Citing the Weapon Systems Acquisition Reform Act of 2009, the GE Rolls-Royce Fighter Engine Team submitted an unsolicited fixed-price offer for the F136 to the Pentagon on 28 September 2009. The fixed-price approach would cover initial F136 engine production, beginning with the F136 second production lot. According to the GE Rolls-Royce Fighter Engine Team, the proposal would shift significant cost risk from taxpayers to the Fighter Engine Team until head-to-head competition begins between the F136 and the Pratt & Whitney F135 engine in 2013.

On the other hand, the USA’s fiscal crunch, and Congressional appropriations that have not matched promised program budgets, have created a more immediate set of pressures. The Pentagon has been trying to kill the F136 since 2006, but its premises have been found to be flawed or missing, and key analysts like Congress’ GAO auditors have consistently expressed support for the program. The question has now become whether the engine can survive politically, in order to become a viable competitive alternative for customers like Britain, the US Navy, et. al.
Rolls Royce’s LiftSystem fan for the F-35B STOVL will be common to both the F135 and the F136 engines, assuming that both the F-35B fighter and the F136 engine survive long enough to create a choice.

The Pentagon’s argument for canceling the F136 boils down to 2 main pillars. One is that the F135’s derivation from the F-22A Raptor’s F119 engine reduces its development risks (note that this assessment cheerfully ignores that the programme is already well over budget and at least 2 years late). The second contention is that The F135 is working well, which means any funds given to the F136 subtract from the total number of fighters in the F-35 program.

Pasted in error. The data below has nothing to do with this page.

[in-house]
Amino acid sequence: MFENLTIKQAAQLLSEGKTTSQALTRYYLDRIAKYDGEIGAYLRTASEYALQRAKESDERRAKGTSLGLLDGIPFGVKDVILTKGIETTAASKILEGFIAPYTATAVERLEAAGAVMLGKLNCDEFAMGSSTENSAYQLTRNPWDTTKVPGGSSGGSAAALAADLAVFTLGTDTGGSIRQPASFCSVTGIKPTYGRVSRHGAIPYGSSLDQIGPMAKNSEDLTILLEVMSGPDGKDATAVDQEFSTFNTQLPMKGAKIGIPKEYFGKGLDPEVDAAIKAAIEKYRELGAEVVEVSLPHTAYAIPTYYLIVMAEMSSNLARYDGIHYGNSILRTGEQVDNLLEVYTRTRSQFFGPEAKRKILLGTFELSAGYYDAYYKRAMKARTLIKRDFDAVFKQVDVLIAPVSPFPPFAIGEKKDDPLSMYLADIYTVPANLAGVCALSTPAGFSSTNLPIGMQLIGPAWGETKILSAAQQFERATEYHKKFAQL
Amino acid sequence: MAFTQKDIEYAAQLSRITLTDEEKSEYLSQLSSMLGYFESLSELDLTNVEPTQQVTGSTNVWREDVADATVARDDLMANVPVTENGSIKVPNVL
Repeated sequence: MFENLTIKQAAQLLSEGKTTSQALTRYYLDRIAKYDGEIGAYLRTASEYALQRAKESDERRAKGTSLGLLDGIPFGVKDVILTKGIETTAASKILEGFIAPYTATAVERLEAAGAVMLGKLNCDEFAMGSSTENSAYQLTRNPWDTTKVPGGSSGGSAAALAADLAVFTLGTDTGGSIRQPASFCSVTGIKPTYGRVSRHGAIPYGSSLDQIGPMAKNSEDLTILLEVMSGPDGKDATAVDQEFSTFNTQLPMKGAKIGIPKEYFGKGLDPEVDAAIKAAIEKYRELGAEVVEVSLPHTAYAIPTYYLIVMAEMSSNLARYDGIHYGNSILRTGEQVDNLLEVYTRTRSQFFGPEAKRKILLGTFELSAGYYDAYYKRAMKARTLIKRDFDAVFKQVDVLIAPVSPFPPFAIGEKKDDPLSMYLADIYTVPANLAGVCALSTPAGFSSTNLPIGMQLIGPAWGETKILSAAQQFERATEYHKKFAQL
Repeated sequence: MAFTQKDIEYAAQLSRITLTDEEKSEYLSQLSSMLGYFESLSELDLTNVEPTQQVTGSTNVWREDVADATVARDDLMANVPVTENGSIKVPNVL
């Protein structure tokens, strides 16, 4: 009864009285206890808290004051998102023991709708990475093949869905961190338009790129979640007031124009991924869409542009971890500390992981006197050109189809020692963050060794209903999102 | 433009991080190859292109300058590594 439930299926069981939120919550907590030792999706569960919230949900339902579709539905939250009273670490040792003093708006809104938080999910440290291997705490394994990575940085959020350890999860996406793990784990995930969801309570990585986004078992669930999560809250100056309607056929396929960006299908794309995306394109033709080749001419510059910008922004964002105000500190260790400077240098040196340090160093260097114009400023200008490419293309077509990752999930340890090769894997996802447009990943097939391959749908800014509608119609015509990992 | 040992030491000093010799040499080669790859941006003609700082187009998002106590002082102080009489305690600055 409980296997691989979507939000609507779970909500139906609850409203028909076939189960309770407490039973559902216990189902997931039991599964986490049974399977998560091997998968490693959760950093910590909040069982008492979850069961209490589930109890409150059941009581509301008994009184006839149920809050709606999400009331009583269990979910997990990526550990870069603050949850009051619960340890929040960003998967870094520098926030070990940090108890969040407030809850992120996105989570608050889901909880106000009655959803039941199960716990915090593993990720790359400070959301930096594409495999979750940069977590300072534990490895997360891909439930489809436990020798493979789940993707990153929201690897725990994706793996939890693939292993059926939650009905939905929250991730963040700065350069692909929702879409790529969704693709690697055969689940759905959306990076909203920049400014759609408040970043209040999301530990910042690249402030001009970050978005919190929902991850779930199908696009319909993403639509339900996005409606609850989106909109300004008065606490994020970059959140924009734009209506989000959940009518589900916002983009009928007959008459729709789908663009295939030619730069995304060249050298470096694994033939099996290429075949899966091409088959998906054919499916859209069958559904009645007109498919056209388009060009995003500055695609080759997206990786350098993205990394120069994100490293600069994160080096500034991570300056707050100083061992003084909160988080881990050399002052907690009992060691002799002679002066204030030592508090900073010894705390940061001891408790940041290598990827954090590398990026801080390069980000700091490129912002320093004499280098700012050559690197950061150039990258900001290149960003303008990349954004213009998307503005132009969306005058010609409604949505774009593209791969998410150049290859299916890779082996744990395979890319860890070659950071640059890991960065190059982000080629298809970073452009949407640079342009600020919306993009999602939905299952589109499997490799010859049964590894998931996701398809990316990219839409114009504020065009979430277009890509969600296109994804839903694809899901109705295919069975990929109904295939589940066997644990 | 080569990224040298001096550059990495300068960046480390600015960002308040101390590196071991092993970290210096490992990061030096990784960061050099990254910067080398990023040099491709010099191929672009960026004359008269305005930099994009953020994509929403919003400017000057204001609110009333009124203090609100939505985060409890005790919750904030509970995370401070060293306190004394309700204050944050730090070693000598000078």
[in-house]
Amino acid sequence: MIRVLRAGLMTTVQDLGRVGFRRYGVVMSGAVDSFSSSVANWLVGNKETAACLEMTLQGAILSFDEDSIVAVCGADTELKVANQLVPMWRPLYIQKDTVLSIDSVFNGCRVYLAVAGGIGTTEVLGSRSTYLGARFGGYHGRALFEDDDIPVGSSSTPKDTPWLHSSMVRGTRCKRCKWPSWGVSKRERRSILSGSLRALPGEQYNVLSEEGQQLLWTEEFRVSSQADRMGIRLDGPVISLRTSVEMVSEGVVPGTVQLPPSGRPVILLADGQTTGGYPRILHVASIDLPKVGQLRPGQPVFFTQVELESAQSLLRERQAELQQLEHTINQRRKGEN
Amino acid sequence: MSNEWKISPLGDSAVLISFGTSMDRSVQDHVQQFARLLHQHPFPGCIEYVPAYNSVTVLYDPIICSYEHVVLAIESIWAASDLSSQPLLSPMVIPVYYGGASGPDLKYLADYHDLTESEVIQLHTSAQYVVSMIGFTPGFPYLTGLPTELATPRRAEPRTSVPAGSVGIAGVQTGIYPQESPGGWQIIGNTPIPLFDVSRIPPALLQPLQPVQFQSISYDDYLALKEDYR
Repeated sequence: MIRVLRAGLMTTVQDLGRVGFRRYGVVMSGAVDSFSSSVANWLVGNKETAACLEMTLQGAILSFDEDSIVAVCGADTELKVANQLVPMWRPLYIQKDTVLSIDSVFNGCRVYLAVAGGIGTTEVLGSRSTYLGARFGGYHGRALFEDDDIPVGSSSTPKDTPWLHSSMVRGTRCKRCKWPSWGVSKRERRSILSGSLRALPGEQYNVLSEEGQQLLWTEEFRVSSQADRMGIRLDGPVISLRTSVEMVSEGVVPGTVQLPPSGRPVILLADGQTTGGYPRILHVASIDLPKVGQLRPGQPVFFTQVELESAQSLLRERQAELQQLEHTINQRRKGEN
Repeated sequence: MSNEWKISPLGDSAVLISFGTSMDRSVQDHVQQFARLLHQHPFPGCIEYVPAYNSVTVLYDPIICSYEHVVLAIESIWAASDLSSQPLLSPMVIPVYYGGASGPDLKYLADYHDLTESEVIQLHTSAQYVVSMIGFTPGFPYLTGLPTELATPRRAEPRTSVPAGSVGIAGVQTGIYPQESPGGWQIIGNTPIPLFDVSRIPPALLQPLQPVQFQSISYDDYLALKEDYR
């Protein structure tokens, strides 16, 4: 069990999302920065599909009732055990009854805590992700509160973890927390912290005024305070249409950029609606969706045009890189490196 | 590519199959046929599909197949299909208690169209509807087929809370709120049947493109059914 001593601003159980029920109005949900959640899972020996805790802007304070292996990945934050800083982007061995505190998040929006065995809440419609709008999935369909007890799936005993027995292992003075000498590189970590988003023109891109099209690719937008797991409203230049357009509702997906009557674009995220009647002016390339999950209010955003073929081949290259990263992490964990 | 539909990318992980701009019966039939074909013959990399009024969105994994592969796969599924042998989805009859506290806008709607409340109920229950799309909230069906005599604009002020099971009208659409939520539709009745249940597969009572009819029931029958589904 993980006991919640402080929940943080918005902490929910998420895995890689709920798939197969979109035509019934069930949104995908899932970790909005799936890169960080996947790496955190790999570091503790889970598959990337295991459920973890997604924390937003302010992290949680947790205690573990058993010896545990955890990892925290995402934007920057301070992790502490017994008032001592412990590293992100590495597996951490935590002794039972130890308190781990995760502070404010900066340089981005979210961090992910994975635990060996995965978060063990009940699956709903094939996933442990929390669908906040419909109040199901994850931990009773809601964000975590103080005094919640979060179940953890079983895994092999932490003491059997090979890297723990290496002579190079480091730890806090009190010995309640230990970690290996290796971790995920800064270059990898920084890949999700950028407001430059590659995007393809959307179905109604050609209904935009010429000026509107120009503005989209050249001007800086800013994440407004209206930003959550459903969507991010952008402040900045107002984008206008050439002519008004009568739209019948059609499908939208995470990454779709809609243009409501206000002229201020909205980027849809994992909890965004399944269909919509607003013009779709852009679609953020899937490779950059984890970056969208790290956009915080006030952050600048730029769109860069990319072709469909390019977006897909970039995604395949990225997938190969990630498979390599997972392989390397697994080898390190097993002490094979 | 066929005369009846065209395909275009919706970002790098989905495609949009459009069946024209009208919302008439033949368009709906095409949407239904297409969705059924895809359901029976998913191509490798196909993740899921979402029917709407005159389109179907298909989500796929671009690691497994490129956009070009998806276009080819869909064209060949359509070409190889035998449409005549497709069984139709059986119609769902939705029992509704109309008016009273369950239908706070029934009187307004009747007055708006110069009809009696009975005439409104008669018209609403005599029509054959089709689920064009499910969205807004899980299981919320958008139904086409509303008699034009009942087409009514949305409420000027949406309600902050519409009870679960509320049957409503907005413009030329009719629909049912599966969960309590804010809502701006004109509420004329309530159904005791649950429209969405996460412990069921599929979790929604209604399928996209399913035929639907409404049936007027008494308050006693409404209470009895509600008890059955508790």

The Lockheed F-16, which currently flies with either P&W’s F100 or GE’s F110 engines, is an illustrative example of how a dual-source engine program can work. In program terms the F110 was introduced even later, fully 4 years after F-16s with P&W’s F100 began front-line operations in USAF units. Nevertheless, the strategy was a success. It created more competition, sustained the American industrial base by leveraging a popular fighter program in 2 ways, and led to a raft of technology improvements, from higher thrust engines to maintenance improvements. With 2 competitors available for American and foreign buys, each knows that complacency would lead to rapid replacement as the F-16’s engine of choice. Although the P&W F100 was the F-16’s original engine, and is still chosen by some foreign customers, GE’s F110 currently powers over 80% of USAF F-16 fleet.
Competition is even bleeding into the F-15 program. F-15s almost all carry variants of the F100, though some of Saudi Arabia’s F-15S and Korea’s F-15Ks, and all of Singapore’s F-15SGs, are breaking that mold by selecting GE’s F110.